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“Wise Germans plant potato at the Sich and you buy it, eat it to your health; and glorify Zaporizhia. But whose blood irrigated that earth, which gives birth to potato, does not concern you. If only it was good for the vegetable garden…,” wrote the poet Taras Shevchenko looking round, in Khortytsia and adjoining ter­rains, the colonies of German settlers-Mennonites invited to these lands by Catherine Il. The remains of the activity of these adroit businessmen can be seen even today in the architectural appear­ance of Zaporozhian oblast. Most German settlers left these lands after the bloody events of the 20th century.

Khortytsia is an unusual island. Wrapped up by the wide and mighty Dnieper, with high rocks and covered with forests, it came into notice of people as far back as Paleolithic age and Mesolithic period. In the 7th century B.C.Scythians came to these terrains. From the 2nd century A. D. early Slavic tribes began to colonize the island. However, the brightest pages in its history are linked with the Zaporozhian Cossacks. The first fortification appeared on Small Khortytsia Island due to Dmytro (Baida) Vysh-nevetsky in 1556.The Ukrainian Cossacks created a state unique for those times-a Christian republic. Defenders of faith, noble  knights, revelers and robbers, good managers – all this was ap­plicable to the Ukrainian Cossacks known all over the world. Apart from soldiery, the Cossacks engaged in hunting, fishing, cattle breeding, and trades. After the Sich was destroyed, the czar’s gov­ernment presented Khortytsia and the adjoining lands on the right bank of the Dnieper to Prince Grigory Potemkin who afterwards passed the island to the Treasury. In 1789 first German-Mennonites Irom Danzig settled in Khortytsia Island.

In September 1965 Khortytsia was declared the State Historical and Cultural Reserve, and in 1993, National Reserve. The island is 12.5 km. long, 2.5 km. wide, and its general area being 2,650 hec­tares. Its northern part, high and rocky, gradually turns into marshy fields in the south. Khortytsia divides the river into two large flows: the New and the Old Dnieper. In the treatise of Byzantine emperor Constantine Bahrianorodny  “On the Management of the Empire” there is a mention that the local people of the island made sacrifices to their gods in front of large oaks.

Khortytsia is surrounded with numerous large and small rocks and islands, each having its own history. In the northern part there are Three posts, which are made up of three rocks: Cather­ine’s Couch, or Arm-chair, the Middle Post and the Inclined Post. Passage-ways between these rocks are named Gates. According to a legend Catherine’s Couch is linked with the name of Cath­erine II. The rock looks like a couch indeed. On the Middie Post there is a deep pit which is called “Zaporozhian bowl”- they say the Cossacks used to cook dumplings in it. The cavity was formed under the influence of water. The name of the third Post- In­clined – was determined by the form of the rock. To the left of the Posts there are Two stacks – the stones whose form looks like stacks of straw. Today other names are used more frequently-Two Brothers, or Twins.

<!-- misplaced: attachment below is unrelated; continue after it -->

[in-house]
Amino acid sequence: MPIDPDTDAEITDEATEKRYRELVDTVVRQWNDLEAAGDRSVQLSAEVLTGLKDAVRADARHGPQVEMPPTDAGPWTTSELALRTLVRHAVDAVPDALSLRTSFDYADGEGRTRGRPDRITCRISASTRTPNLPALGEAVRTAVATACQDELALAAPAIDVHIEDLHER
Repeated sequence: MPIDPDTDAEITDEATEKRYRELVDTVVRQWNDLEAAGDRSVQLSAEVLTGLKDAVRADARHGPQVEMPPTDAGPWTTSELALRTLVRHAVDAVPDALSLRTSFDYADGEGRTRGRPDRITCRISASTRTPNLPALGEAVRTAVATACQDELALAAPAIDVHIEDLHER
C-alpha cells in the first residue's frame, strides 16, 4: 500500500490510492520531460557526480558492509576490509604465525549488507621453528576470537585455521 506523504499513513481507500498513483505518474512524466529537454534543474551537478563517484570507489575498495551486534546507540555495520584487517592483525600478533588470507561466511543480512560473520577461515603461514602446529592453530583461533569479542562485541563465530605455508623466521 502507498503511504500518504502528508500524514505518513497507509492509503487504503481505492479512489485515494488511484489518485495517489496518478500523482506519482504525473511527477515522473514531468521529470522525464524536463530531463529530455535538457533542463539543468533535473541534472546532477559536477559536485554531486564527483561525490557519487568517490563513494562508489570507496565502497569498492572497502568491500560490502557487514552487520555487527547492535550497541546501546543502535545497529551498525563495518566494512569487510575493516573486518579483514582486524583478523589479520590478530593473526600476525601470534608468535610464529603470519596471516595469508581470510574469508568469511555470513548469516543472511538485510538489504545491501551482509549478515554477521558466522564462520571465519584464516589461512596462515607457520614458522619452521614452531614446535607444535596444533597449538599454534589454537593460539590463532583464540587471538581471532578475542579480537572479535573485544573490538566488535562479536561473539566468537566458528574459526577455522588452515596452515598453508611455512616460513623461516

Also in the northern part of Khortytsia, in front of the Dniprohes, there is found Oak island, which is quite often called Tortoise because of its shape. On the left bank of the Dnieper, opposite Khortytsia, there is the isolated terrain of Sahaidachny. In front of it there are two rocks-the Foolish and the Middle. The Fool­ish one became so scorching in summer, that it was impossible to stand on it barefoot. If a Cossack was guilty, he was brought therein the sultriest time to serve his sentence. Three high­est rocks on the island are called Heads: in the northern part the Higher head, on the east bank, the Middle head, and in the flooded fields, the Lower head. From the northern corner of the is­land, from under the overhanging Higher Head you will see the so-called Snake cave. According to a folk legend a huge Serpent lived in it during the times of Zaporozhian Cossacks, nightly ap­pearing in the sky and lighting the Dnieper. The island is cut by the Long gully. At the close of the 19 th century enormous oaks were growing there. In 1789 the Germans founded their colony on the island. According to them there were 49 thousand oaks on Khortytsia island. In 1876-1877, as a result of a severe winter, many of them were cut down, and by 1884 almost nothing remained.

The Matvieva and Karpova gullies stretch after the Long gully from the north southward.The rock Thoughtful projects into the Dnieper down the river. They say the Zaporozhian Cossacks as­sembled there to meditate. From this place you will see a wonder­ful view of the river and its left riverside.

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